I noted yesterday that the President’s Special Envoy for Sudan Scott Gration seemed to speak off a different set of talking points than UN Ambassador Susan Rice when it came to addressing the “genocide” question. Well, John Norris notes that this was not the only miscue from Gration during his first press availability.
The second linguistic thicket into which Gration wandered was the expulsion of humanitarian aid groups. Gration noted that we have “three new aid groups returning to Sudan” – something of an oxymoron. Are they new aid groups, or are they returning aid groups? As has always been clear, Khartoum was willing to let three of the 13 groups return to work if they were rehatted under new names, a charade the international community apparently was willing to accept. Now Khartoum is expecting credit for its willingness to partially address a humanitarian crisis which it manufactured itself. Gration also insisted that aid capacity in Darfur was back up to nearly 100 percent of what it had been before Khartoum put so many lives at risk through its callous decision to expel aid groups. Lots of analysts, including the humanitarian chief at the U.N., have suggested that we are still well short of restoring previous aid capacity, and most aid groups still face a maze of restrictions that allow Khartoum to turn aid on and off at will.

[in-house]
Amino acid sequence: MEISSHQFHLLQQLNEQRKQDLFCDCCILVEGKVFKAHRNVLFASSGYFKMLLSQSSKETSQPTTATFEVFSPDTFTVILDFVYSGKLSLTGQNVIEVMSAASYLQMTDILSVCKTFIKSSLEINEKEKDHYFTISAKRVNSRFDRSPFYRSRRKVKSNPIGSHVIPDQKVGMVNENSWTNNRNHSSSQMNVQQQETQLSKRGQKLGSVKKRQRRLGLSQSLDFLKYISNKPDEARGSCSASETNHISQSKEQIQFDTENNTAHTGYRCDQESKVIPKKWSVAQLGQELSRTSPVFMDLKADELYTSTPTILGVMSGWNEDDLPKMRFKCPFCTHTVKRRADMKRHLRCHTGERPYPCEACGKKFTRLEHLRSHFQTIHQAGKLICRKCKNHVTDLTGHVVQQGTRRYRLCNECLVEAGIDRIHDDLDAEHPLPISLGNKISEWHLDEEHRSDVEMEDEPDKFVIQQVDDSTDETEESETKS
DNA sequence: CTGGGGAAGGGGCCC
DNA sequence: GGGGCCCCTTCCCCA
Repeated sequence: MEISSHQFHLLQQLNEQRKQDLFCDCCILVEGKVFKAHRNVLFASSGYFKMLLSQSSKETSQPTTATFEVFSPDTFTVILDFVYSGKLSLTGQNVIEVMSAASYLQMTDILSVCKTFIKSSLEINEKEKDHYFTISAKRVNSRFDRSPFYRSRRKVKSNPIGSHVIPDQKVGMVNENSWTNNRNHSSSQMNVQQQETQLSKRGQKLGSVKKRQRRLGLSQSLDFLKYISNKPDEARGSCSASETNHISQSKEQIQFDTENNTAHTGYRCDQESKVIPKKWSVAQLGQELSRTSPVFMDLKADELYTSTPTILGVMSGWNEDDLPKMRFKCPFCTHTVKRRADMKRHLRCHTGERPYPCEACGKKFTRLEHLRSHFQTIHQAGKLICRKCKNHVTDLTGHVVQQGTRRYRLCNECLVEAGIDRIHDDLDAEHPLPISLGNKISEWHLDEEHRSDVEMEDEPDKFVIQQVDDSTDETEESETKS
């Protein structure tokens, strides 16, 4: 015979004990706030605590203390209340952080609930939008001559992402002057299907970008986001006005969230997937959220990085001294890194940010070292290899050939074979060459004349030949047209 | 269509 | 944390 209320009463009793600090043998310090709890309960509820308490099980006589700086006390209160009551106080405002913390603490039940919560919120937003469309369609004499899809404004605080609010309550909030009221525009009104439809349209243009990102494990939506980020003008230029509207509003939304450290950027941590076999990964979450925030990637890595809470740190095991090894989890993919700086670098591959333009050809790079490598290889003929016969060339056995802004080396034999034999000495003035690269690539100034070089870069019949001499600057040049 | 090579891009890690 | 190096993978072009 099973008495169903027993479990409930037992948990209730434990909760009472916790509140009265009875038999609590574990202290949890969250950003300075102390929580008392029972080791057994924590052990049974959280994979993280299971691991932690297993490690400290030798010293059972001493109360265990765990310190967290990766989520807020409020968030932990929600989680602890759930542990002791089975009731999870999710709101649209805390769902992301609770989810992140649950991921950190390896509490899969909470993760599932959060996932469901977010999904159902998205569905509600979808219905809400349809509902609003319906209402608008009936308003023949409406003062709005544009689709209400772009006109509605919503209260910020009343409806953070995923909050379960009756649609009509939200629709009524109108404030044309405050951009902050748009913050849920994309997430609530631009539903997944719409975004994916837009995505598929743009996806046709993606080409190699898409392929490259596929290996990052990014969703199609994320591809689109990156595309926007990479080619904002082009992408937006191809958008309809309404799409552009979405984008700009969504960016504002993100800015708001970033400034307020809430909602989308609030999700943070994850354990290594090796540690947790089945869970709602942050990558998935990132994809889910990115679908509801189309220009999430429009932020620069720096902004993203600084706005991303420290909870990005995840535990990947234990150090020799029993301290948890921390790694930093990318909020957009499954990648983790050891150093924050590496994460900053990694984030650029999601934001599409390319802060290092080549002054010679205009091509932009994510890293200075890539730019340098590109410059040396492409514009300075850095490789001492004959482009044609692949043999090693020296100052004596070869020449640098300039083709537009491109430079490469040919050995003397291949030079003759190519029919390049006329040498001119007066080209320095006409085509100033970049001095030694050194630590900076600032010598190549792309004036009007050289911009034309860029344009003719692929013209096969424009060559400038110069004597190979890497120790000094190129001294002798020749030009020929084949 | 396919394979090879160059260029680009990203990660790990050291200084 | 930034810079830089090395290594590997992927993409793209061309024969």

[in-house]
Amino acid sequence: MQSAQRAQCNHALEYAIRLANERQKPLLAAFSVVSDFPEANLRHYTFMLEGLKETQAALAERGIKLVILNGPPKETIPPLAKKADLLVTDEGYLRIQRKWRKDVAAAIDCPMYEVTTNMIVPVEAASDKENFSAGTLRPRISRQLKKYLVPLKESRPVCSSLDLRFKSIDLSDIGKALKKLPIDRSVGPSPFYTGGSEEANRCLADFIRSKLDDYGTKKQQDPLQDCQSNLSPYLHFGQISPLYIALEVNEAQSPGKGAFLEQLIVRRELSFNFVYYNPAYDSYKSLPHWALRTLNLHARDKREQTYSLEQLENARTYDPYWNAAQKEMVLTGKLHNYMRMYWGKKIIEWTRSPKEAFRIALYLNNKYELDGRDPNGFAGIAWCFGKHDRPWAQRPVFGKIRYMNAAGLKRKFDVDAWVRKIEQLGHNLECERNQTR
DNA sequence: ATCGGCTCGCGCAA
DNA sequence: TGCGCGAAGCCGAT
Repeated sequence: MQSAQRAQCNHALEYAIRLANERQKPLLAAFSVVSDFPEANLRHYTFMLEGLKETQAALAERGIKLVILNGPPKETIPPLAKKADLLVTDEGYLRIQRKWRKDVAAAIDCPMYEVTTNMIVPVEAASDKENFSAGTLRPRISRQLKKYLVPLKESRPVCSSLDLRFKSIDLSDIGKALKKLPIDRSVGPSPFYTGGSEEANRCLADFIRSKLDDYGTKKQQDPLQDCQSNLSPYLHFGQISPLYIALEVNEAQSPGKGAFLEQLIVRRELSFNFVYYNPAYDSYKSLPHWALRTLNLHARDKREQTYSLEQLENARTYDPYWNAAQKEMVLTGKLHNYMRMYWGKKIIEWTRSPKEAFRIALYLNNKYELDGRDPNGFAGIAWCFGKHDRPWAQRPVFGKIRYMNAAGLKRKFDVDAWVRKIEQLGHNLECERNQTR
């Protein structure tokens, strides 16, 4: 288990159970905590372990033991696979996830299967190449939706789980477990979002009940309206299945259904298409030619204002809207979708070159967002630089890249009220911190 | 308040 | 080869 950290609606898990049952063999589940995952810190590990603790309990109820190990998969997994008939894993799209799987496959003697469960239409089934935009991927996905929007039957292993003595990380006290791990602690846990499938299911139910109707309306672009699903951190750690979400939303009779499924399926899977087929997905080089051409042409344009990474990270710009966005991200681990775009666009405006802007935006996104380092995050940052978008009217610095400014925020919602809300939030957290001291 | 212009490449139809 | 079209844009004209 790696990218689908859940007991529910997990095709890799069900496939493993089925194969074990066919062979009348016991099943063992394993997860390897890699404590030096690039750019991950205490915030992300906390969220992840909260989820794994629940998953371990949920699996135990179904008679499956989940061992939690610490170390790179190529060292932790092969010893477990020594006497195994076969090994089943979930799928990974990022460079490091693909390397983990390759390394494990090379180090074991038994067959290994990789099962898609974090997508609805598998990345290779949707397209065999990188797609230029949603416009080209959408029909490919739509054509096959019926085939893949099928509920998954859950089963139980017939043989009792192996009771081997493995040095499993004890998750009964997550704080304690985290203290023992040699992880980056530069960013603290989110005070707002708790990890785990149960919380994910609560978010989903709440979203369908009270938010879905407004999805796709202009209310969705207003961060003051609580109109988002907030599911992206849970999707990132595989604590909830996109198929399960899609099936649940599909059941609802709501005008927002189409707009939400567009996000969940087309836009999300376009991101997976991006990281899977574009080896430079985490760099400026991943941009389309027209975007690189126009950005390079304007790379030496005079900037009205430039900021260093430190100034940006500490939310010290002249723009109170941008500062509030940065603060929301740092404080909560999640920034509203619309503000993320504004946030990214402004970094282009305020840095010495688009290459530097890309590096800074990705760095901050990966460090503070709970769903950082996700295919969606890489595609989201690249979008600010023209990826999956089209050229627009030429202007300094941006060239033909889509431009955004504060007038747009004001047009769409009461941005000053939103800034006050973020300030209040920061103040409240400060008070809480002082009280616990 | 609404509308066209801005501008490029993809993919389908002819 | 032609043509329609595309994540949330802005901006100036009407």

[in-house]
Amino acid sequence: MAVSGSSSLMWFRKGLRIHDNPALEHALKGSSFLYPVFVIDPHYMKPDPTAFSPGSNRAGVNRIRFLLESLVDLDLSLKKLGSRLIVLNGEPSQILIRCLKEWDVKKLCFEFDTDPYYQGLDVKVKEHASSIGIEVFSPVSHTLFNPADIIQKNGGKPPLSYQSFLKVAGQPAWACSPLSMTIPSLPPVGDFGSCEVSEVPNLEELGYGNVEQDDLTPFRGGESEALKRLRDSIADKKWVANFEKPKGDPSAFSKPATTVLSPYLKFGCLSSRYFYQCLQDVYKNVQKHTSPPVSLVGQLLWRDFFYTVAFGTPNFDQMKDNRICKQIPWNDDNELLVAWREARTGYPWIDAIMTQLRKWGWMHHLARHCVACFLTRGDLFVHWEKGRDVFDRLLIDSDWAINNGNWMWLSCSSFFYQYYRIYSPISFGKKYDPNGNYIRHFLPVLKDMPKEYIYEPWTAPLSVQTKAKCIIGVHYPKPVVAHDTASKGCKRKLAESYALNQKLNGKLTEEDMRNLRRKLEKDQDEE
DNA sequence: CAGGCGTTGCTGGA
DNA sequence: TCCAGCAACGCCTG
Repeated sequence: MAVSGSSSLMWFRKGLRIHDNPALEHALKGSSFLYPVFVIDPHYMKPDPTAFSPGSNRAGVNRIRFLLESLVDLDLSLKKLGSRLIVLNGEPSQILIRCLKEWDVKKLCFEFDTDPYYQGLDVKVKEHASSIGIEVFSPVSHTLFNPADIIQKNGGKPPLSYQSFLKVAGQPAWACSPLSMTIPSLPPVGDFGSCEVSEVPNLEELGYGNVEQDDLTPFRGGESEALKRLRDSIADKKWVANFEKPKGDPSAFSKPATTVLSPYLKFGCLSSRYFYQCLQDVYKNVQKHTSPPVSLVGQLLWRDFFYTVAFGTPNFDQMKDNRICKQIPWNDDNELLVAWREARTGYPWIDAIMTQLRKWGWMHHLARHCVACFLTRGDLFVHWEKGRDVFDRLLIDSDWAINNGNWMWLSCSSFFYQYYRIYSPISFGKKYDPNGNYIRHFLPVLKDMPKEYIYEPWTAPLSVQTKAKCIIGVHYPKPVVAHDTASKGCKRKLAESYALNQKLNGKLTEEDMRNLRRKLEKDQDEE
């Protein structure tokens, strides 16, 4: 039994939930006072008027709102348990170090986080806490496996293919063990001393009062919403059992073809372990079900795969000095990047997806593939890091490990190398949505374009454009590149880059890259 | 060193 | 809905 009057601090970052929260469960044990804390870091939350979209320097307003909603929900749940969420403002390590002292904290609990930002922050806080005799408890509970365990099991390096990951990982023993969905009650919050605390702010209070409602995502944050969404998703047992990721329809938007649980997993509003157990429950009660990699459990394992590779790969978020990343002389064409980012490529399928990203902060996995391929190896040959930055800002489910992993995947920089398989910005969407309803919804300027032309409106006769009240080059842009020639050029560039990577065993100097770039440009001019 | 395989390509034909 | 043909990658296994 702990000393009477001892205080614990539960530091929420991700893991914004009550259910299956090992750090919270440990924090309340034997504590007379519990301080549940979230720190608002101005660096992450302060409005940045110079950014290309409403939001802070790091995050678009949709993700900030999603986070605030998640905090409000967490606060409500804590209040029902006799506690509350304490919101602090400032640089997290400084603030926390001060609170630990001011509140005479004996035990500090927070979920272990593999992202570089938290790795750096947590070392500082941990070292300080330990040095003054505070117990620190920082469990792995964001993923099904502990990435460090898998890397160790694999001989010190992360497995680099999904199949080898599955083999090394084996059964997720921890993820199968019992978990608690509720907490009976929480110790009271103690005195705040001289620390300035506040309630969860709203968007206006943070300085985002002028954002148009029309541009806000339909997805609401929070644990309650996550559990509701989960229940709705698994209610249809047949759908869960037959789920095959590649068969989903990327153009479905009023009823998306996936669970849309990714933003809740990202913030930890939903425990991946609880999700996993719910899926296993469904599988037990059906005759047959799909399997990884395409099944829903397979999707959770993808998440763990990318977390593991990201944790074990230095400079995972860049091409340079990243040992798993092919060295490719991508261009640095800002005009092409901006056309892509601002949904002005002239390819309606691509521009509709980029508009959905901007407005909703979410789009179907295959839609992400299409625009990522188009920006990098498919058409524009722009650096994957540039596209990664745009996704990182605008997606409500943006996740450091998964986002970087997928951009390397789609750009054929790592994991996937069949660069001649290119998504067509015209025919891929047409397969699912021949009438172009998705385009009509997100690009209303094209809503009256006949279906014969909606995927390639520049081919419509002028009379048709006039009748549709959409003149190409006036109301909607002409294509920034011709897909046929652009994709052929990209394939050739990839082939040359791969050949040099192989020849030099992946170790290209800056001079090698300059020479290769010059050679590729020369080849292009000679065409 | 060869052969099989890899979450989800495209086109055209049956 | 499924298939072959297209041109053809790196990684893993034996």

For more on how the message on Darfur is being hashed out in the inter-agency process, see Colum Lynch in today’s Washington Post. He reports what I speculated yesterday: the National Security Council has yet to reach a consensus decision on what to do about Darfur.